The Character of Soka in Children of the River

The Character of Soka in Children of the River

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In stories of any genre, characters may change dramatically. This holds true for many characters in Children of the River, a story that tells the true nature of change. The most prominent change is evident in the character of Soka. Her character begins as very stubborn and strict and changes to that of a caring person. This essay will explore the true nature of Soka’s behavior.

At the beginning of Children of the River, the story unfolds in Cambodia. Soka has given birth to a baby (who dies later on). A warring faction, named the “Khmer Rouge” have begun to attack the city where the family, and self live. She becomes stubborn, unwilling to leave her home, since she becomes weak. Her stubbornness almost costs her family’s lives. This also leads to a conflict with her husband. Stubbornness can become a very distracting trait in people, as is Soka. However this trait will become less prominent later on during the story.

In the middle of the novel, Soka changes once again somewhat, from being very stubborn to very strict. She shows her strictness mostly towards her teenager niece, Sundara. It is sometimes uncertain of her behaviour. She believes very highly of her culture’s customs and beliefs. She thinks the Cambodian way is the only way. Her beliefs get very annoying sometimes, especially toward’s her niece. These patterns of behaviour distances Sundara from her aunt, turning her partially rebellious side towards her family. Soka’s trait keeps the story woven together, and adds a thorny edge to it as well. But this trait changes once again.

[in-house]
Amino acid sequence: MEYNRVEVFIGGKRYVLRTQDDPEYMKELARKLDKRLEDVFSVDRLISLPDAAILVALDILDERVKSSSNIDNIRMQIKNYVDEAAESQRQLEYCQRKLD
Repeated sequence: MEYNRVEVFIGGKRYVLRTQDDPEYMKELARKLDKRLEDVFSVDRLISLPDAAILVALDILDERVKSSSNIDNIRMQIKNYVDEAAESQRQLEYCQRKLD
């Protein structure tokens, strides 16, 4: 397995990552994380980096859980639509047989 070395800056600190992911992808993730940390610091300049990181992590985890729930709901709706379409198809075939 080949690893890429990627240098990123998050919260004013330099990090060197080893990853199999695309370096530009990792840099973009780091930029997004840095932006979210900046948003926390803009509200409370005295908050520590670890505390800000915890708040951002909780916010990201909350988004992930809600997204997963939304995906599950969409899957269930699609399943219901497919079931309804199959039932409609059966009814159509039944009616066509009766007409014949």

The last part of this story is essential to Soka’s last change. She starts to show sympathy toward’s Sundara’s needs. Albeit, slowly. This change is the most prominent throughout the entire story. What mostly surprises the reader is that of Soka’s allowance of Sundara’s seeing her friend Jonathan. What first sets this chain of reaction off is Soka’s allowance of Sundara to help Jonathan’s father, Dr. McKinnon with her language due to a medical urgency needed in Cambodia. I believe this is the most exciting part of the story. This change in Soka takes away some of the distance from Sundara because of her second change. This is a much needed change in Soka’s personality.

In conclusion, all of these changes in Soka’s personality change the story in their own unique way.

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Without these changes, the story would prove pointless, and have much less of a plot. The changes are drastically needed to keep the story alive, as I said above, and can also change other people. Change in one person can change another in two different ways: drastically, or hardly at all, but these changes are still evident in the character. Change happens every day, be it in this gym writing this very exam, or change could affect the whole universe. Change is needed, every day to make things better. Change certainly made Children of the River turn out for the best. Change makes things happen, be it for the worse or for the best.

 
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